Comparative Economic Transformations: Mainland China, Hungary, the Soviet Union, and Taiwan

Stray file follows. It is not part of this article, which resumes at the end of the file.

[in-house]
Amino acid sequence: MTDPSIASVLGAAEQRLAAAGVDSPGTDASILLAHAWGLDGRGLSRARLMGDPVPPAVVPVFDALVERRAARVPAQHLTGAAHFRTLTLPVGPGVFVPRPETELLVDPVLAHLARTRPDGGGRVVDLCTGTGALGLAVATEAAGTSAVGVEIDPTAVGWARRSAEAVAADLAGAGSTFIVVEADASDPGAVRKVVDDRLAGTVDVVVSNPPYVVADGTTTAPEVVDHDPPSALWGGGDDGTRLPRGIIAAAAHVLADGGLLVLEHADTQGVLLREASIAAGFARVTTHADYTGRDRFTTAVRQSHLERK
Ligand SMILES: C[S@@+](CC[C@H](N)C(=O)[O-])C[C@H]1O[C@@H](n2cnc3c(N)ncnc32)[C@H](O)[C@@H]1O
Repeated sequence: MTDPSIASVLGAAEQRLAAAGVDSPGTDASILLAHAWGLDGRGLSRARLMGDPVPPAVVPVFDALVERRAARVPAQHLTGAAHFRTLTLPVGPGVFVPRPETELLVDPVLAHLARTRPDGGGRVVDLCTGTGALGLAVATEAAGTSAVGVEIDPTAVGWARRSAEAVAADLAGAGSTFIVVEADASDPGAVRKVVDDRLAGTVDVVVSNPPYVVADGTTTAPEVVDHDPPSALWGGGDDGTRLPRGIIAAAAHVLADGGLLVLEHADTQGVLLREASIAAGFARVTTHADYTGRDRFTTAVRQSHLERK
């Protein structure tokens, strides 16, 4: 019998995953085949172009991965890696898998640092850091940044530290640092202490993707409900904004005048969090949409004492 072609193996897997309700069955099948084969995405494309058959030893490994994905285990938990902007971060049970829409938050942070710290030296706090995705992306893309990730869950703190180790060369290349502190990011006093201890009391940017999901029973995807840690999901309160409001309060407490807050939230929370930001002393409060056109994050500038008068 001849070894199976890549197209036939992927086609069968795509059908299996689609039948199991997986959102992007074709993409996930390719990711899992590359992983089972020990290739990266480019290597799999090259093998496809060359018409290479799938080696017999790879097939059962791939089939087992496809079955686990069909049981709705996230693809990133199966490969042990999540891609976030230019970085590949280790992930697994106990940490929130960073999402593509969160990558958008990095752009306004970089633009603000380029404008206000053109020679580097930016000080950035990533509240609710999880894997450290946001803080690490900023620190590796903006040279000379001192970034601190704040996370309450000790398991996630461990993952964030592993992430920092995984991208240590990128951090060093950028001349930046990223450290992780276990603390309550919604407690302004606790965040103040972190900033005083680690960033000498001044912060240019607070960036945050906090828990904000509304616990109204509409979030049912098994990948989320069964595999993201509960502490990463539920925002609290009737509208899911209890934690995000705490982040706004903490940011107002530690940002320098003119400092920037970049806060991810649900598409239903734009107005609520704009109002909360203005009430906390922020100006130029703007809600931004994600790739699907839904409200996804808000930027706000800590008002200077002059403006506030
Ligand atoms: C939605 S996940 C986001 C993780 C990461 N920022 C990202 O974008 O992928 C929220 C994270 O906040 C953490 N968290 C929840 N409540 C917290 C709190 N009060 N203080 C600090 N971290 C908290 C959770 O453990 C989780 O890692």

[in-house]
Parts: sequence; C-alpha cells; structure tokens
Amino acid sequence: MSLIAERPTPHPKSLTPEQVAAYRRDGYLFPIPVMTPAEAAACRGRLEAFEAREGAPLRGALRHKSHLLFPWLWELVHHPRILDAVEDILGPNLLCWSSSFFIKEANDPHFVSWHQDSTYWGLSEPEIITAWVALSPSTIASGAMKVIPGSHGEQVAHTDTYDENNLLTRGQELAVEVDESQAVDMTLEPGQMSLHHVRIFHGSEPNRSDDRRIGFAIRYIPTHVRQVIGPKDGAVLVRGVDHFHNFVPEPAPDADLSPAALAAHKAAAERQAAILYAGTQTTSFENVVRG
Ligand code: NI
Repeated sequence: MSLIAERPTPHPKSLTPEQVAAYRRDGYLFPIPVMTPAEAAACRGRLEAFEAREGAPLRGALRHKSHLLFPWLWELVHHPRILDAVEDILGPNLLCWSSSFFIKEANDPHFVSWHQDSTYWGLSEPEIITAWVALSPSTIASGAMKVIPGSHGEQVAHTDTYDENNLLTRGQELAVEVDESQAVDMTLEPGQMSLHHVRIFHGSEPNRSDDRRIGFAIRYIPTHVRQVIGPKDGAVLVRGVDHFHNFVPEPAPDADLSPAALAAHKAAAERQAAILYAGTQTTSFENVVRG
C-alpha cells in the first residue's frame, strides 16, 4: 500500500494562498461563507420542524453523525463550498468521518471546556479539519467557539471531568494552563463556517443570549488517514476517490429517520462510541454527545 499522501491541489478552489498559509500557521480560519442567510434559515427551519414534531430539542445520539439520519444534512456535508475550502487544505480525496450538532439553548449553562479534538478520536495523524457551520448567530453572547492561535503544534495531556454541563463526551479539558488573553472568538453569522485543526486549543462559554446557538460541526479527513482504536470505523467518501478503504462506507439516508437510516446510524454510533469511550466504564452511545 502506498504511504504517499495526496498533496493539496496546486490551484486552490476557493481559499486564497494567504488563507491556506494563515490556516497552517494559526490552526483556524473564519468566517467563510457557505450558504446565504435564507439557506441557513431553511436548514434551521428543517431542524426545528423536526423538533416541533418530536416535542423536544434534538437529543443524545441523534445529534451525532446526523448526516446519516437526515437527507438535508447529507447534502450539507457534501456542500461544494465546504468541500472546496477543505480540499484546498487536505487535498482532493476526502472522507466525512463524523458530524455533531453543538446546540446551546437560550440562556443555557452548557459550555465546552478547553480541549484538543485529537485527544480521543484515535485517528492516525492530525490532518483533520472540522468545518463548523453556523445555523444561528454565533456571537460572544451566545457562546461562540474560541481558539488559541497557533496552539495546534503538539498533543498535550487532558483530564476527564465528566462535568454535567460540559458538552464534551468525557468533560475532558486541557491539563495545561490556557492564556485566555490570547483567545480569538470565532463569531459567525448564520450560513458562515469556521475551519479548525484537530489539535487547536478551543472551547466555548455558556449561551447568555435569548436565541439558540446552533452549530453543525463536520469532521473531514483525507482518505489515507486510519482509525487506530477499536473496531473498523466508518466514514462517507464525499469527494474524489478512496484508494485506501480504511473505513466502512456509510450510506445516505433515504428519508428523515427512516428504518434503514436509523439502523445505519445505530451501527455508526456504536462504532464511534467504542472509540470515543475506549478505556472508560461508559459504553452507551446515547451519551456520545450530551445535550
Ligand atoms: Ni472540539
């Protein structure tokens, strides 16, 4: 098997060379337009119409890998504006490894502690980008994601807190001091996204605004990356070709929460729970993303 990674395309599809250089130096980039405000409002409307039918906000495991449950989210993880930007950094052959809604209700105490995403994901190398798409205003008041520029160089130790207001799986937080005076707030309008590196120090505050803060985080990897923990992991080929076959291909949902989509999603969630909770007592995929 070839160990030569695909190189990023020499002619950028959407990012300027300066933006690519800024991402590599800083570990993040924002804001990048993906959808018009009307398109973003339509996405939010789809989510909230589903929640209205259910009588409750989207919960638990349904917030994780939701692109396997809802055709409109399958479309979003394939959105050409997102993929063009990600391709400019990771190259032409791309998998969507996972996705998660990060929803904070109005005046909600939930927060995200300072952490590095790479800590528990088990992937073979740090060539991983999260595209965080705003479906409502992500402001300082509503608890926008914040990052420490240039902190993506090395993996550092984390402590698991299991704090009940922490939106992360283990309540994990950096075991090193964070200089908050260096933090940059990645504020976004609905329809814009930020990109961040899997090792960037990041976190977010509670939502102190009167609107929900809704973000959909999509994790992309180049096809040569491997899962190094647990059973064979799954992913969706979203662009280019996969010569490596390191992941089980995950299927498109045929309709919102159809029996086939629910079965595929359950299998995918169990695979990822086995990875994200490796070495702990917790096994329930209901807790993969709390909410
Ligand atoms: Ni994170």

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In virtually all advanced industrialized countries, the explosive topic of immigration has engendered heated argument, political anger, cultural anxieties, and blatant racism. In the United States, most of the attention is on the stream of Mexicans crossing the border in such numbers that early in the next century Latinos-immigrant and U.S.-born-are expected to surpass African Americans as the largest minority group. This book focuses on key aspects of the problem, including the puzzling differences between Mexcio-born adolescents and adolescents born in the United States. Whereas Mexico-born adolescents are highly motivated to learn English and use the educational system to improve their lot, U.S.-born adolescents seem angry, frustrated, and less interested in academic achievement. What accounts for this difference? In a unique research design, the authors seek answers in a psychological and cultural study of four groups of adolescents: a group in a Mexican town with a high rate of migration; a group that had migrated to the United States with their families, a group of second-generation Latinos; and a group of white ethnographic observations, the authors pursue such questions as: How is achievement motivation patterned Mexican family life? How do the concerns of white American adolescents differ from those of the other groups? What happens to immigrant families as children shift cultural values in the new country? Among the many significant conclusion to emerge from this study is that whereas Mexicans see their achievements in the context of family obligations, white adolescents struggle with issues of independence and ambivalence toward authority, and U.S.-born Latinos-hybrid children of two worlds-share concerns with both white and Mexico-born peers.